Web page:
Victor Vitanza

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Victor J. Vitanza is a Professor of English at Clemson University (South Carolina). He is the Director of the interdisciplinary-transdisciplinary Ph.D. program in Rhetorics, Communication, and Information Design, which is situated in the College of Architecture, Arts, and Humanities.

Formerly at University of Texas at Arlington (1982–2005), Vitanza works in Media and Communication Philosophy, but that work also finds him teaching summer seminars at the European Graduate School (EGS) in (Saas-Fee, Switzerland), where he holds the Jean-Francois Lyotard Chair.[1] Previously he earned his second PhD at EGS under the title "Chaste Rape: Sexual Violence, Canon Formation, and Rhetorical Cultures" (director, Wolfgang Schirmacher; readers, Alain Badiou and Giorgio Agamben).

In 1978-1979 Vitanza received a National Endowment for Humanities Fellowship-in-Residence to work with Richard Emerson Young at Carnegie Mellon University (Pittsburgh) on the topic of "Rhetorical Invention." Other participants included Sharon Bassett, James A. Berlin, Lisa Ede, David Fractenberg, Robert P. Inkster, Charles Kneupper, Sam Watson, Jr., Vickie Winkler, and William Nelson. Other participating colleagues included Peter Becker, Linda Flower, and Janice Lauer, all important figures in the field of Rhetoric and Composition.

Vitanza went on to found and publish the quarterly journal PRE/TEXT (1980-). Along with Cynthia Haynes, Vitanza started the E-journal, Pre/Text: Electra(Lite) and created an on-line forum called Re/Inter/View listserv that currently has over 500 members. The month-long archived discussions hosted a range of figures from rhetoric and composition and elsewhere including Noam Chomsky, Jane Gallop, Sharon Crowley, and Geoffrey Sirc.

Cynthia Haynes published an interview with Vitanza that reveals the madness of the method[2].


Vitanza's work concentrates on histories of rhetorics and specifically on a "third sophistic" as well as the "excluded middle." His efforts extend the implications of Gregory Ulmer's electracy to the field of rhetorical historiographies, or what Vitanza calls "hysteriography" (and later "schizography"). Vitanza's efforts are to reread and rewrite questions and concepts raised by such theorists and historians as Gilles Deleuze, Samuel Ijsseling, Giorgio Agamben, and Jean-François Lyotard. Vitanza deploys these figures to consider and disrupt the role of negation and subjectivity in "the" history of rhetoric.

Negation, Subjectivity, and The History of Rhetoric (1997) is the title of Vitanza's first book. His efforts are large-scale re-assessments of the sense of negation that Kenneth Burke helps define. Vitanza's efforts extend to a reconsideration of other figures important to rhetorical historiography such as Susan Jarrett, Edward Schiappa, and John Poulakos. Through it all, Vitanza seeks a movement from (negative) possibilities and probabilities to (denegated) incompossibilities (counter-factual, co-extensive possibilities).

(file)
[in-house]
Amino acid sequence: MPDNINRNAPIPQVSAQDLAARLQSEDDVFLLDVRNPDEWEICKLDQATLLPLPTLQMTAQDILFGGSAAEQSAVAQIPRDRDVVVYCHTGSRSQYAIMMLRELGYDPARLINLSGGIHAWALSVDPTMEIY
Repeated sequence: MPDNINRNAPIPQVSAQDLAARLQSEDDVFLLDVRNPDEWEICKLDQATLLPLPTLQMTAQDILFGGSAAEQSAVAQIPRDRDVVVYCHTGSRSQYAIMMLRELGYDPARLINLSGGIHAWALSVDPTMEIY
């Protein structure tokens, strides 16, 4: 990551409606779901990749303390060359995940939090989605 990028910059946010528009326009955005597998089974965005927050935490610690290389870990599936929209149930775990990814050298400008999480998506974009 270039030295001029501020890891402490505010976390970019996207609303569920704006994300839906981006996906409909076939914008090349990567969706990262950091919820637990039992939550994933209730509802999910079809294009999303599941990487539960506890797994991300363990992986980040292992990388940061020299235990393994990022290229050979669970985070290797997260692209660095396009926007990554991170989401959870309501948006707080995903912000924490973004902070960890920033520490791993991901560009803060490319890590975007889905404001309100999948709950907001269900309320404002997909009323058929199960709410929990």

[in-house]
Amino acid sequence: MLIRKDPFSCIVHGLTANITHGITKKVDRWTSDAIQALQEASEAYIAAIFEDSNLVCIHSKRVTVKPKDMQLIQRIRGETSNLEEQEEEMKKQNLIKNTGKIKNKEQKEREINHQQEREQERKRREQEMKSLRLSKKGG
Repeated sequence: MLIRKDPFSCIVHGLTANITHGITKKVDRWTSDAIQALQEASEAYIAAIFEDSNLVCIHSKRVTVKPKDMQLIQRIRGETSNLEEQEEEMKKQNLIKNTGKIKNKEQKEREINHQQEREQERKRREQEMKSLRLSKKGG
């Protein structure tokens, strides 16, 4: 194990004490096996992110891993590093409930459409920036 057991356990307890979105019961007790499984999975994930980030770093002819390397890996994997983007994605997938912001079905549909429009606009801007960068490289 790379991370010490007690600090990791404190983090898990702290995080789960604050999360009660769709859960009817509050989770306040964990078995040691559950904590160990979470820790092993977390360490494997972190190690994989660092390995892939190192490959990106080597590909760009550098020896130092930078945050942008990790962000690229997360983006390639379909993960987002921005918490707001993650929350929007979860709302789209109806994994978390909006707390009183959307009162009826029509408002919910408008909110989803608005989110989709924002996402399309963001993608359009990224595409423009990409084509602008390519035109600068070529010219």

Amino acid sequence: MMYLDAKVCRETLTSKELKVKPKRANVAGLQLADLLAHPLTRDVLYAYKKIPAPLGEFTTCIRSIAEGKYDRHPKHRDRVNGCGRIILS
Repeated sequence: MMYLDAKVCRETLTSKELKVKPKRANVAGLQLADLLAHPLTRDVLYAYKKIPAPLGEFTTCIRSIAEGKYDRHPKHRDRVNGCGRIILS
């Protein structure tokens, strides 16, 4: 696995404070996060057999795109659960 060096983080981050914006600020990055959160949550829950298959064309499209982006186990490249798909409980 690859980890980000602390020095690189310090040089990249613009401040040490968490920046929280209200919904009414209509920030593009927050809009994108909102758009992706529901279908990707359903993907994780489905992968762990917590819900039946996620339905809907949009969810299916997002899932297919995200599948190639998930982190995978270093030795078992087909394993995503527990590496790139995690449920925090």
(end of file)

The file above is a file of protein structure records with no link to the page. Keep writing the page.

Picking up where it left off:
In Vitanza's recent work, he challenges Leibniz's foundational example of using Sextus's rape of Lucretia to ground a conception of "the best of all possible worlds." Extending Deleuze's re-reading of Leibniz in The Fold and Agamben's sense of "decreation," Vitanza seeks after all the denegated incompossibilities that result when "what happened and what did not happen are returned to their originary unity" (Agamben's Potentialities 270).

Vitanza's long-term project, according to a description on his website, is entitled Design as Dasein, and it "will examine how philosophical and architectural attitudes are represented under the signs of negativity and death."

From Vitanza's "final(rebeginning?) excursis" in NSHR: "WHAT WILL HAVE BEEN ANTI-OEDIPAL (De-Negated) HYSTERIES OF RHETORICS? WHAT WILL HAVE THEY LOOKED, SOUNDED, READ LIKE?" (22, emphasis Vitanza)

Vitanza's most recent scholarly texts have been in the area of film (Chaste Cinematics 2015)[3].


  • Chaste Cinematics. (Punctum Books 2015).
  • Sexual Violence in Western Thought and Writing: Chaste Rape (Palgrave Macmillan 2011).
  • Negation, Subjectivity, and The History of Rhetoric. (SUNY P 1997).
  • Writing Histories of Rhetoric (SIUP, 1993).
  • PRE/TEXT: The First Decade (U of Pittsburgh P, 1993).
  • CyberReader (Longman/Pearson. 1st, 2nd, and abridged editions).
  • "Love, Lust, Rhetorics (from Double Binds to Intensities)." Living Rhetoric and Composition: Stories of the Discipline . Ed. Duane Roen, Stewart Brown, and Theresa Enos. NJ: Lawrence Erlbaum, 1998. 143-58.
  • "The Hermeneutics of Abandonment." Parallax 4.4 (1998): 123-39.
  • "From Heuristic to Aleatory Procedures; or, Towards 'Writing the Accident'." Inventing a Discipline: Rhetoric Scholarship in Honor of Richard E. Young, Ed. Maureen Daly Goggin. Urbana, IL: NCTE, 2000. 185-206.
  • "Abandoned to Writing: Notes Toward Several Provocations ." Enculturation 5.1 (Fall 2003): (A continuation of "The Hermeneutics of Abandonment")
  • "Favorinus." In Classical Rhetorics and Rhetoricians: Critical Studies and Sources . West Port, Conn, and London: Praeger, 2005. 148-52.
  • "Adieu Derrida," in Poiesis 7 (Toronto, EGS Press, 2005): 64-65.


  1. ^ Victor Vitanza Faculty profile at European Graduate School
  2. ^ "Interview with Victor Vitanza" (PDF). Archived from the original (PDF) on |archive-url= requires |archive-date= (help). Retrieved 9 October 2018.
  3. ^ "Chaste Cinematics – punctum books". Retrieved 2018-10-09.

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